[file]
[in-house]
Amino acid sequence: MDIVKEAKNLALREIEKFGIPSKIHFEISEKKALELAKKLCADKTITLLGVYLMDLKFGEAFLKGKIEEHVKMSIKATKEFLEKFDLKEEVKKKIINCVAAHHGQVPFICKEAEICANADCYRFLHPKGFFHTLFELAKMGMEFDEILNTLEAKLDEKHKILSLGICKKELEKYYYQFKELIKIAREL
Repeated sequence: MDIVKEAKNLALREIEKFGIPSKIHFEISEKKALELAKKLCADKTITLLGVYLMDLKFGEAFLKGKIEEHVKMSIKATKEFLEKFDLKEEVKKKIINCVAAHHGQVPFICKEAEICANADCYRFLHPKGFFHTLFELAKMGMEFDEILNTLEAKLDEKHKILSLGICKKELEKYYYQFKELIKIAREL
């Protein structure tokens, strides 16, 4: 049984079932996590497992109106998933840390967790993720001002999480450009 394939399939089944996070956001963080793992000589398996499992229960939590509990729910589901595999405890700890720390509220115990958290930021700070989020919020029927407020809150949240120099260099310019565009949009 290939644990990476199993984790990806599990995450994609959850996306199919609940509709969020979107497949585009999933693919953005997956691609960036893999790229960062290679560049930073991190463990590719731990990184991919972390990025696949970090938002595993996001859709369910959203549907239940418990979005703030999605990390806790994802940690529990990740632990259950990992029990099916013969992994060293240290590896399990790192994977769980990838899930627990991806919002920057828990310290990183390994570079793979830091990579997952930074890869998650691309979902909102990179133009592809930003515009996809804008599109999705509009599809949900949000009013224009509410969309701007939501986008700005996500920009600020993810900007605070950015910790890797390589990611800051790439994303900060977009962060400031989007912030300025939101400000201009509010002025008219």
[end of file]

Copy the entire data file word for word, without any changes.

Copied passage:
[in-house]
Amino acid sequence: MDIVKEAKNLALREIEKFGIPSKIHFEISEKKALELAKKLCADKTITLLGVYLMDLKFGEAFLKGKIEEHVKMSIKATKEFLEKFDLKEEVKKKIINCVAAHHGQVPFICKEAEICANADCYRFLHPKGFFHTLFELAKMGMEFDEILNTLEAKLDEKHKILSLGICKKELEKYYYQFKELIKIAREL
Repeated sequence: MDIVKEAKNLALREIEKFGIPSKIHFEISEKKALELAKKLCADKTITLLGVYLMDLKFGEAFLKGKIEEHVKMSIKATKEFLEKFDLKEEVKKKIINCVAAHHGQVPFICKEAEICANADCYRFLHPKGFFHTLFELAKMGMEFDEILNTLEAKLDEKHKILSLGICKKELEKYYYQFKELIKIAREL
């Protein structure tokens, strides 16, 4: 049984079932996590497992109106998933840390967790993720001002999480450009 394939399939089944996070956001963080793992000589398996499992229960939590509990729910589901595999405890700890720390509220115990958290930021700070989020919020029927407020809150949240120099260099310019565009949009 290939644990990476199993984790990806599990995450994609959850996306199919609940509709969020979107497949585009999933693919953005997956691609960036893999790229960062290679560049930073991190463990590719731990990184991919972390990025696949970090938002595993996001859709369910959203549907239940418990979005703030999605990390806790994802940690529990990740632990259950990992029990099916013969992994060293240290590896399990790192994977769980990838899930627990991806919002920057828990310290990183390994570079793979830091990579997952930074890869998650691309979902909102990179133009592809930003515009996809804008599109999705509009599809949900949000009013224009509410969309701007939501986008700005996500920009600020993810900007605070950015910790890797390589990611800051790439994303900060977009962060400031989007912030300025939101400000201009509010002025008219």